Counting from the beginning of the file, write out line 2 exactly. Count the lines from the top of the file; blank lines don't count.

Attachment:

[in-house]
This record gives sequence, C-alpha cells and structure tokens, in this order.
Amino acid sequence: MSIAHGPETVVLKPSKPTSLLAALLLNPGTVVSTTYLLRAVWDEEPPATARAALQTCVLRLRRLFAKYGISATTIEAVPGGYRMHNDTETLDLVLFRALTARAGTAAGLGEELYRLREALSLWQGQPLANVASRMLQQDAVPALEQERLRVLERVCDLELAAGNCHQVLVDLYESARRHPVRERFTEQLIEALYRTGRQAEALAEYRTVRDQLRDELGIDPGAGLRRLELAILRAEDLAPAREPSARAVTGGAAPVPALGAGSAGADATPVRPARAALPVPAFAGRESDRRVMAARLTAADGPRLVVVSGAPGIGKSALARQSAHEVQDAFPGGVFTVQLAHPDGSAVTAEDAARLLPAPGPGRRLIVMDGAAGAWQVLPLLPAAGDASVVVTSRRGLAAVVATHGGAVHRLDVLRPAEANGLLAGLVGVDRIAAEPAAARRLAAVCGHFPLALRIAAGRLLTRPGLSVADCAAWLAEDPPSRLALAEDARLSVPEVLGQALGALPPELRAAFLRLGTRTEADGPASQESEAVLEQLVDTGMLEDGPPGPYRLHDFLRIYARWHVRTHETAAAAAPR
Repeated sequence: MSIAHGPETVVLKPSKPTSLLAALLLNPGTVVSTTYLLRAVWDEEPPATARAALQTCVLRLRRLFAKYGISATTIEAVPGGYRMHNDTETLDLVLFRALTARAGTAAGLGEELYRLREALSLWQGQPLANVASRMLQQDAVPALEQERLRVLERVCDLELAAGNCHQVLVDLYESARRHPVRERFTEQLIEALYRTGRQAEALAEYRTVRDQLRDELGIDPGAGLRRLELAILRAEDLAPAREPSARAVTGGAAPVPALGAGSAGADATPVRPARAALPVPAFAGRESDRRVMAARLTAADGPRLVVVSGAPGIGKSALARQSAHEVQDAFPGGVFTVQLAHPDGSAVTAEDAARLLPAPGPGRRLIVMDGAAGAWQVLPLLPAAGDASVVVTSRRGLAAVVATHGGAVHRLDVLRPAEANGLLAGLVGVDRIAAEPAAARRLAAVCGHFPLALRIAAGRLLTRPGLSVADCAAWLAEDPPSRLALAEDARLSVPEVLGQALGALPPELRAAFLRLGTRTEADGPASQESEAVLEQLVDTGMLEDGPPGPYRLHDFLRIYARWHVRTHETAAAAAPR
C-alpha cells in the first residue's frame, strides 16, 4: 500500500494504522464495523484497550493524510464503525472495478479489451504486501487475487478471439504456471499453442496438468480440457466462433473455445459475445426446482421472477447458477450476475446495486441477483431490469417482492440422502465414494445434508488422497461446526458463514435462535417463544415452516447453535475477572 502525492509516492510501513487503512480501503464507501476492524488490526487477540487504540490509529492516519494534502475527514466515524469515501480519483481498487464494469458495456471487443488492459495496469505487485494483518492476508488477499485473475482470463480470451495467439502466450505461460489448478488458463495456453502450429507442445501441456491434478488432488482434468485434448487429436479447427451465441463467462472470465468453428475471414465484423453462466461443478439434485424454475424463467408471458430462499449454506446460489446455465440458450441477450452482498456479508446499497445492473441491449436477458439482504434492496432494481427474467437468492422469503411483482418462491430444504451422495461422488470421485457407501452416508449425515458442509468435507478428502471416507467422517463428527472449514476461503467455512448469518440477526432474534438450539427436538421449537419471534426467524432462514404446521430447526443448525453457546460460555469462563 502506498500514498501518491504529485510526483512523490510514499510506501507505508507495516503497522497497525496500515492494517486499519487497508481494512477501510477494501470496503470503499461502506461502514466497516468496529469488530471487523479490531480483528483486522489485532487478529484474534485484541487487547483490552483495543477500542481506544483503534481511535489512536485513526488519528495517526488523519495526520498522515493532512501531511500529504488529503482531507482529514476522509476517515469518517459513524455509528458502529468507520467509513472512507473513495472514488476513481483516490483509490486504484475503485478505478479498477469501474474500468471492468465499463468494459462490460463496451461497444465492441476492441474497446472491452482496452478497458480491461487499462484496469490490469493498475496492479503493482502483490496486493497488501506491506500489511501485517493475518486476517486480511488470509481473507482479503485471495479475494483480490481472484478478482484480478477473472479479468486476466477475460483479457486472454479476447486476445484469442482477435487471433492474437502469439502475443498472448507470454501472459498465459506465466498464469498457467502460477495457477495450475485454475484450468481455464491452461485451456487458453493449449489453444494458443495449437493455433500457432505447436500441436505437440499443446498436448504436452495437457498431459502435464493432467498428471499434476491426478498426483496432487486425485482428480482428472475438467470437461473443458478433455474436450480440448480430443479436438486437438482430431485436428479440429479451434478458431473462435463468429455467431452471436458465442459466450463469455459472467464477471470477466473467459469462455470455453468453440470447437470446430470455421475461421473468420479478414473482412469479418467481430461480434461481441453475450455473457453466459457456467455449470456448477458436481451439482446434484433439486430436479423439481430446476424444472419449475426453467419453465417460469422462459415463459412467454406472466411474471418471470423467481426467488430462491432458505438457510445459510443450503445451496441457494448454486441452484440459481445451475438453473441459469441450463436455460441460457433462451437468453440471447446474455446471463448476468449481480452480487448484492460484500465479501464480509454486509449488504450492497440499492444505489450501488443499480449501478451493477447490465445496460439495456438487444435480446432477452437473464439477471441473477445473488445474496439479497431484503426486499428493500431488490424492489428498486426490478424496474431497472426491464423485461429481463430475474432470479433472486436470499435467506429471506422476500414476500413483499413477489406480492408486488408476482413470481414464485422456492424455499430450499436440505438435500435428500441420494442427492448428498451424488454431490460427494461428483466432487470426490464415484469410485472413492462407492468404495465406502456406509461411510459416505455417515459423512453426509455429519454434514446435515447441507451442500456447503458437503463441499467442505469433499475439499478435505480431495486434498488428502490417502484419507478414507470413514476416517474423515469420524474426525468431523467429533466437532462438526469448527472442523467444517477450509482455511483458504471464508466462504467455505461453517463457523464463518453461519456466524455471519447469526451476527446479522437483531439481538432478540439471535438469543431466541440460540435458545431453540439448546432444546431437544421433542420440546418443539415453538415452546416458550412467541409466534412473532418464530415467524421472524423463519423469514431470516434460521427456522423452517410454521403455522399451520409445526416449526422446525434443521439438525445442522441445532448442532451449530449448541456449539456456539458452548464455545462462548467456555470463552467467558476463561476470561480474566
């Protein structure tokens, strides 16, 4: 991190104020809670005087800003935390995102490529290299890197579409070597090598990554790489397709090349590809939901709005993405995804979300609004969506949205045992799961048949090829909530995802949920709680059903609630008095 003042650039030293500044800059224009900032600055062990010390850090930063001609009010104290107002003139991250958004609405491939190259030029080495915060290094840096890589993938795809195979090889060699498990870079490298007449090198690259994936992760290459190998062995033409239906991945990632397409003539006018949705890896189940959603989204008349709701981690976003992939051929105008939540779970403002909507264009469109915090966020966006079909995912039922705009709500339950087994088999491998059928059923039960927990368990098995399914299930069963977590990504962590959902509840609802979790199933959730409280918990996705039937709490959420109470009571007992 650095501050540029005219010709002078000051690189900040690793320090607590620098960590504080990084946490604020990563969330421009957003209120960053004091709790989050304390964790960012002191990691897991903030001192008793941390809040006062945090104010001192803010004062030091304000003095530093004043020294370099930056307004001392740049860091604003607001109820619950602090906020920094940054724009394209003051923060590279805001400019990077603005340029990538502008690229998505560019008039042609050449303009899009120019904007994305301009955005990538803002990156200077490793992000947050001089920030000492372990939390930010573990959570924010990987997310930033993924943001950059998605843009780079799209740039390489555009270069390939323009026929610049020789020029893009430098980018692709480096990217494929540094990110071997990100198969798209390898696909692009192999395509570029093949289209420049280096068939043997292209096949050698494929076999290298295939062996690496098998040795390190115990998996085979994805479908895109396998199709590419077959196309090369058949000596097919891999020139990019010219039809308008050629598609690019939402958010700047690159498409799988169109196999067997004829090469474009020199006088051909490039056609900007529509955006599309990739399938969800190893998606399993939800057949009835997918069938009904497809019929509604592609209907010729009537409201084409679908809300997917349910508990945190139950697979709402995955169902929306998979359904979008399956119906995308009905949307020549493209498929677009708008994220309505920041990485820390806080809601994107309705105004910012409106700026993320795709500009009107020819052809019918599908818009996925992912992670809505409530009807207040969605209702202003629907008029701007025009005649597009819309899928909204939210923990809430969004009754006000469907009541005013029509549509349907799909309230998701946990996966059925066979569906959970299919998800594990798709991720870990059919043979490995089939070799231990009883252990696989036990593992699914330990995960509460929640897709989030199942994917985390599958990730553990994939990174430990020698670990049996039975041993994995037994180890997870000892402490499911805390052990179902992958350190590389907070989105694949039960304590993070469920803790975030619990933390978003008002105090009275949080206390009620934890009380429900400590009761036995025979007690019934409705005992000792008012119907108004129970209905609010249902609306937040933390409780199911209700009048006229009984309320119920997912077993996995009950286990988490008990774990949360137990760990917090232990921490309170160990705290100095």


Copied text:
This record gives sequence, C-alpha cells and structure tokens, in this order.